Consider Larynx Cancer for Persistent Sore Throat: Study

Nicky Broyd

January 29, 2019

New research is recommending GPs consider cancer of the larynx in patients with persistent sore throat, especially if it's combined with dysphagia, dyspnoea, or otalgia.

It's thought the study, Recognising laryngeal cancer in primary care: a large case–control study using electronic records , published in the British Journal of General Practice (BJGP) may help GPs select the most appropriate patients to be referred for suspected laryngeal cancer, and could lead to earlier detection.

Each year in England more than 1700 people, mostly men, are diagnosed with laryngeal cancer.

In the absence, until now, of any primary care studies the current NICE (National Institute for Health and Care Excellence) guideline is based on clinical consensus and suggests urgent referral for suspected laryngeal cancer in patients with persistent unexplained hoarseness or unexplained neck lump.

The Study

The new study used patient records from more than 600 GP practices as part of the UK’s Clinical Practice Research Datalink.

It was led by the University of Exeter Medical School and looked at 806 patients ≥40 diagnosed with cancer of the larynx along with 3559 controls.

A total of 34 symptoms and 14 investigations were considered at the start of the study; of those, 10 remained significant in the final model.


The study found hoarseness was the symptom with the highest individual risk of laryngeal cancer, at 2.7% (approaching the 3% NICE investigation threshold).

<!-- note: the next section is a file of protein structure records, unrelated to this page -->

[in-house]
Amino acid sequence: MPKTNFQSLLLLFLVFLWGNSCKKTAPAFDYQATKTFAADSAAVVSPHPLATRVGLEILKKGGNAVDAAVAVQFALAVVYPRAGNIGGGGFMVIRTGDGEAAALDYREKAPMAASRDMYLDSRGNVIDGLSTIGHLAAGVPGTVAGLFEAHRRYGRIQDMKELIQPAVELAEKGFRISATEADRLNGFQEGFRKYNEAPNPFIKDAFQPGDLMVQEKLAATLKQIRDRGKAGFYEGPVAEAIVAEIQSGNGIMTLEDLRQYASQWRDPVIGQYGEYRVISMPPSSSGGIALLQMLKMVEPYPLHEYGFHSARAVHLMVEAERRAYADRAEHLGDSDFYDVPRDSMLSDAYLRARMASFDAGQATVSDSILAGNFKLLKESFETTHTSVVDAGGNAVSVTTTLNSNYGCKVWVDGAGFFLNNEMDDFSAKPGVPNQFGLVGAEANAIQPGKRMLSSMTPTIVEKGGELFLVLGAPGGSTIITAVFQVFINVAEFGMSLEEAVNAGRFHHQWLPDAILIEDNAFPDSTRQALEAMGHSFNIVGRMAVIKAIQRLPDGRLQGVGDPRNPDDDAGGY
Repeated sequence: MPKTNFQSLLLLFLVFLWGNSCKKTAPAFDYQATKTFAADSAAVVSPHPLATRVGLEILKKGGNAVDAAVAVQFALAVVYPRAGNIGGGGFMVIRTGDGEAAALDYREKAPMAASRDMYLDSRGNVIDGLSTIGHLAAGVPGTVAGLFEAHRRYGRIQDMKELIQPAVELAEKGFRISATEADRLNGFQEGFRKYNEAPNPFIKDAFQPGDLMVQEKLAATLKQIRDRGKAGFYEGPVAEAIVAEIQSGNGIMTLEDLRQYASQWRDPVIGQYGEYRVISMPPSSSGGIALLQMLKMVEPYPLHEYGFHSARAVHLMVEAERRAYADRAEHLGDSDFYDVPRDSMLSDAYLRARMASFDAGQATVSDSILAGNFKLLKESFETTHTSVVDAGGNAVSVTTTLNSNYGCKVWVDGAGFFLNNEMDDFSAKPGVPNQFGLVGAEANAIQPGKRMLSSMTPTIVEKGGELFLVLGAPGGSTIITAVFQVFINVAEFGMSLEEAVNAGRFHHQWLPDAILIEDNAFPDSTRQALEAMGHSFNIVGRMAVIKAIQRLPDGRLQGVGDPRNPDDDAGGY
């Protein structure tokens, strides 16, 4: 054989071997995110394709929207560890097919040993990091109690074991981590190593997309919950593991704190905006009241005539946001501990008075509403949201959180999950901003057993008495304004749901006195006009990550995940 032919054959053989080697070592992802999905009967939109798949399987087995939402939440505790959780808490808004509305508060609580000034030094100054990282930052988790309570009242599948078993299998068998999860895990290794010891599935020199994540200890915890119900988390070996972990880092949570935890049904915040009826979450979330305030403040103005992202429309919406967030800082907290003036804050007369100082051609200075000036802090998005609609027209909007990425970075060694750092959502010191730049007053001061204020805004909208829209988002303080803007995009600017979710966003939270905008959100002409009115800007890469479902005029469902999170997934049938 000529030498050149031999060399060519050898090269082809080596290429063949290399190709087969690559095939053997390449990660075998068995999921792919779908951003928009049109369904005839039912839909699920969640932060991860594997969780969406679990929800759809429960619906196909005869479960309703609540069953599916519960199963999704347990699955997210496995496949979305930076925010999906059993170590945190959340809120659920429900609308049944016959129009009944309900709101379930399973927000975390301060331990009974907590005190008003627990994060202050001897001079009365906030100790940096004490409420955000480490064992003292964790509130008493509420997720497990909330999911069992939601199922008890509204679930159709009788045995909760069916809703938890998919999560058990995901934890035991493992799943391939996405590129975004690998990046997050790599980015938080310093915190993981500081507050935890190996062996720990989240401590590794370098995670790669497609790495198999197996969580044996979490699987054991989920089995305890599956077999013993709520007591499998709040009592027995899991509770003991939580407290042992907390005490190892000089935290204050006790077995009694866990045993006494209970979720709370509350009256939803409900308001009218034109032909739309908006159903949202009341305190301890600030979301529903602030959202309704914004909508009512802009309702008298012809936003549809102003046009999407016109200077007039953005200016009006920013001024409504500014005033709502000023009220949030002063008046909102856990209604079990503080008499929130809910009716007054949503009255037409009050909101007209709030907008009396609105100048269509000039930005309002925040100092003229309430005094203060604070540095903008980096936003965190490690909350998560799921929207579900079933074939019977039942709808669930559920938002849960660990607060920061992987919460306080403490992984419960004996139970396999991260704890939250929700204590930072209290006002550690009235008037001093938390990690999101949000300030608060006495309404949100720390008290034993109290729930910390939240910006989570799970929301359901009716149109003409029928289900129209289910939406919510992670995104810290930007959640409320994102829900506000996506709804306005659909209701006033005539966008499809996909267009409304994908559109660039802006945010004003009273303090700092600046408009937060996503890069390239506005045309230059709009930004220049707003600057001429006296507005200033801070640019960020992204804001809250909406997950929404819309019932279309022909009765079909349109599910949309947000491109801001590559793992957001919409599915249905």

The risk increased to >3% when hoarseness was supplemented with dysphagia, mouth symptoms, insomnia, otalgia, or recurrent dyspnoea.

Patients reporting symptom combinations not currently identified in NICE guidance — such as sore throat with dysphagia, with recurrent dyspnoea, or with otalgia — had risk estimates of >5%. 

The highest risk was for hoarseness with sore throat (12%) or raised inflammatory markers (15%).

Unexpectedly, the study authors found no association between neck lumps and laryngeal cancer.  However, they say unexplained neck masses are high-risk symptoms for lymphoma and, therefore, warrant referral.

Prof Willie Hamilton, one of the study authors, said in a press statement: "This research matters – when NICE guidance for cancer investigation was published there was no evidence from GP practices to guide this – nor to inform GPs. Crucially, hoarseness serious enough to be reported to GPs does warrant investigation. Furthermore, our research has shown the potential severity of some symptom combinations previously thought to be low-risk." 

Strengths and Limitations 

The study used primary care data and included more than 800 patients with laryngeal cancer from across the UK. Another strength is that it searched online patient forums and existing literature for possible symptoms and so the authors think it unlikely any pertinent symptoms were left out.

A possible limitation is that the researchers were dependent on the quality of GP recording and some data will have been omitted or written in the free-text section, which researchers were unable to access.

This study was funded by the National Institute for Health Research (NIHR),through the NIHR Policy Research Unit in Cancer Awareness, Screening, and Early Diagnosis and the NIHR Programme Grants for Applied Research.

Prof William Hamilton was clinical lead on the 2015 revision of the National Institute for Health and Care Excellence (NICE) guidance on the investigation of suspected cancer. His contribution to the article is in a personal capacity, and does not represent the view of the guideline development group, or of NICE itself.

Br J Gen Pract 28 January 2019; bjgp19X700997. DOI:


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